It’s easier to believe the Taliban actually did not know al Qaeda Leader Ayman al-Zawahiri was living in Kabul in a home owned by a senior aide to the number two Taliban commander than it is to believe Democrats “Inflation Reduction Act” will actually reduce inflation.
To say that I’m opposed to the most recent Manchin-Schumer tax-and-spend proposal is an understatement.
My point is simple. The American Rescue Plan, passed last year, did not rescue the economy. The Inflation Reduction Act, set to be passed and signed into law very soon, is not going to reduce inflation.
If you don’t believe me, listen to outside organizations like Penn Wharton and the Congressional Budget Office sound the alarm.
According to the Penn Wharton Budget Model – a metric that Sen. Manchin previously stated he trusted – the bill increases inflation. According to the Congressional Budget Office, the so-called “Inflation Reduction Act” would have a negligible effect on inflation, either good or bad. Those are hardly ringing endorsements in the effort to sell the legislation as an inflation reducer.
However, on tax increases, the record is very clear. According to the nonpartisan Joint Committee on Taxation, the bill includes billions of dollars in taxes that will be passed on to consumers. The legislation pulls money out of the pockets of Americans already struggling to make ends meet due to record Biden inflation, especially those who make well below $400,000 a year.
In addition to passing increased costs along to the American consumer, the bill drives up gas prices by increasing gas taxes at a time when motorists can least afford it. Under this proposal, the Democrats impose a 16.4 cent tax on a barrel of imported oil, resurrecting a tax that expired in 1995. Previously, the tax was 9.7 cents. It’s coming back at 16.4 cents, adding billions of dollars of increases to gasoline production. It’s not a good idea to raise gas taxes during a recession.
The bill also includes a $27 billion “green bank,” money for the IRS to audit middle class Americans, tax hikes during a recession, ObamaCare subsidies for the wealthy, and increased costs for domestic energy production.
This legislation is not only disingenuous, packed with flaws and bad for Americans – it is procedurally dangerous for the future of the United States Senate.
The full Manchin-Schumer package is contained in two separate legislative vehicles – reconciliation and a future continuing resolution.
Without getting too far into the weeds of the Senate’s procedures, most of the provisions backed by the liberal Left can pass through the Senate via reconciliation, an infrequently used process that only requires a majority vote of 50 Senators. If all Democrats hang together, which is likely, this reckless tax-and-spend bill will pass the Senate with only Democrats voting in favor.
The second part of Manchin-Schumer is a side-deal to streamline permitting and opening certain oil and gas pipelines. It will be part of a continuing resolution which requires 60 votes to pass, meaning at least 10 Republicans will need to support.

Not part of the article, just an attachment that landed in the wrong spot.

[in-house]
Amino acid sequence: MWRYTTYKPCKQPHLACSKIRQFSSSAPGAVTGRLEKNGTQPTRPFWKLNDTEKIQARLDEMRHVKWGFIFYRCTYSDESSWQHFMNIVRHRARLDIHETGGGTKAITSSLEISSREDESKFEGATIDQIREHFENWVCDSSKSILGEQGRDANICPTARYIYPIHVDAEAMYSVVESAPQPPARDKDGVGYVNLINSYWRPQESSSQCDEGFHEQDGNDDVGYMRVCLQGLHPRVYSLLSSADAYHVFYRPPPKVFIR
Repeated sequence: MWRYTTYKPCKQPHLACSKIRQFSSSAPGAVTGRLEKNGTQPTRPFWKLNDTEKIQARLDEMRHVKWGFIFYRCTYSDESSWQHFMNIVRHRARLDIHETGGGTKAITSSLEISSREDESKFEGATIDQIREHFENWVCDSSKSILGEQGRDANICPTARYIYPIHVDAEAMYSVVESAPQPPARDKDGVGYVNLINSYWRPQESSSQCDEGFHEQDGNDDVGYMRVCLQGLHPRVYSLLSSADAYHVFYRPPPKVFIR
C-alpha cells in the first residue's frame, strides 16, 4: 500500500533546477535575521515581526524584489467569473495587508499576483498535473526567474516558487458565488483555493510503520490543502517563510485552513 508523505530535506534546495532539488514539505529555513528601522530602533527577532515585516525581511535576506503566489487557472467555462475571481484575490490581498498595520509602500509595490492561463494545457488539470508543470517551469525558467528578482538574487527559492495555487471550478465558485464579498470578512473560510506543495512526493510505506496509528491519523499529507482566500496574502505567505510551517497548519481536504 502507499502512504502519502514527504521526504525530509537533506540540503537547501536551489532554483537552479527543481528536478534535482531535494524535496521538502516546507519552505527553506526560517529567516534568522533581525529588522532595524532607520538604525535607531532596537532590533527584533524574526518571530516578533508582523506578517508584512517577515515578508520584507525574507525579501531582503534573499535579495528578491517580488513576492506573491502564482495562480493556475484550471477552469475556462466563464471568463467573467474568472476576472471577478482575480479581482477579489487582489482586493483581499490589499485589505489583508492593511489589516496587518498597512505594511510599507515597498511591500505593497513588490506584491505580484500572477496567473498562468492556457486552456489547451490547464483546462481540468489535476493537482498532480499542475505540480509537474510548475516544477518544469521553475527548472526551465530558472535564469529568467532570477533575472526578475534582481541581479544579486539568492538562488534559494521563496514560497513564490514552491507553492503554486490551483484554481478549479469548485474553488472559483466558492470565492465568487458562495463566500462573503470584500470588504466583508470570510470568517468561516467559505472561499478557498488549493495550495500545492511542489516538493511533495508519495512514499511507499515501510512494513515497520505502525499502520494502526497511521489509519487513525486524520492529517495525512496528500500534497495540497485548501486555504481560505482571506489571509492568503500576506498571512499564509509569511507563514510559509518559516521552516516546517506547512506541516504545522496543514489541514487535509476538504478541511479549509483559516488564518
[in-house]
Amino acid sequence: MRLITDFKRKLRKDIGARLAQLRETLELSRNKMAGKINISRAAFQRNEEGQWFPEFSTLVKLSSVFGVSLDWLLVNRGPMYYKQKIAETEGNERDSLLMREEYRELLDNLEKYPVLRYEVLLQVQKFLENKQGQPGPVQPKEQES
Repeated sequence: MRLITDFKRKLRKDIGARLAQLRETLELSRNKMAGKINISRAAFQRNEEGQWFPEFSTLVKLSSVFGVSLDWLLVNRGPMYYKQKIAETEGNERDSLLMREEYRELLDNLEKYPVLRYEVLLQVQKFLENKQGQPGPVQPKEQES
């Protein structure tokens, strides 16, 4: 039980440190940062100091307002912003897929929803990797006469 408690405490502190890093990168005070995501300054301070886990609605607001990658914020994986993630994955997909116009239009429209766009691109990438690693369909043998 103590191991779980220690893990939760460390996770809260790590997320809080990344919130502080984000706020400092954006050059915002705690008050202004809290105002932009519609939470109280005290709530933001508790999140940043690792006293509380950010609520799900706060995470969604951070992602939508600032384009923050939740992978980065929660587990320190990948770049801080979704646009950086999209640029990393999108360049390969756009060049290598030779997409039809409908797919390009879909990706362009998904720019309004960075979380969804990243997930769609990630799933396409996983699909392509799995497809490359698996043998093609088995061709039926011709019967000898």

It appears Senate Democrats promised to complete the political deal with Sen. Manchin by placing all of the energy expansion and permitting initiatives in the continuing resolution since they couldn’t nest it cleanly in this budget bill.
Think “Cornhusker Kickback” of ObamaCare on a continuing resolution. This is a dangerous precedent to set because it erodes minority rights.
I want to be on record and crystal clear that when it comes time to funding the government through a continuing resolution – I will gladly do so – but I will not support a continuing resolution that has political paybacks even on policies I agree with.
I would encourage all of my Republican colleagues to come up with energy production proposals specific to their states. Challenge our Democratic colleagues that if we’re going to change energy policy in one area, let’s change it in all areas. Every state should benefit. All boats should rise, not just one or two.
I doubt the radical left will allow or vote for meaningful energy production ideas like this. It is imperative that we not legitimize this process because there will be no end to it.
The best way forward is for the government to be funded without strings attached and stop playing politics on continuing resolutions. If we legitimize this then over time reconciliation plus policy initiatives attached to government funding will do major damage to the rights of the minority.
Manchin-Schumer is bad policy and does enough damage on its own. The last thing we should do is compound the problem which is exactly what this latest backdoor legislative maneuver seeks to do.
I personally like Senators Manchin and Sinema. On occasion, both have stood up for the institution of the Senate, preserving the legislative filibuster under extreme pressure.
Sen. Manchin is from one of the reddest states in the country and Sen. Sinema represents truly a purple state. I have worked with both on infrastructure, legislation to keep guns out of the hands of unstable people, and tried to move the Senate forward, together. Their latest efforts to join with Sen. Schumer to pass this legislation is ill-conceived, irresponsible and will create further burdens on the American people in a time they can least afford it.
While I have shown a willingness to work with them, I have an equal willingness to oppose bad ideas no matter who they come from.
That’s why I will not be supporting using the continuing resolution as a political payoff vehicle because to go down this road fundamentally changes the Senate.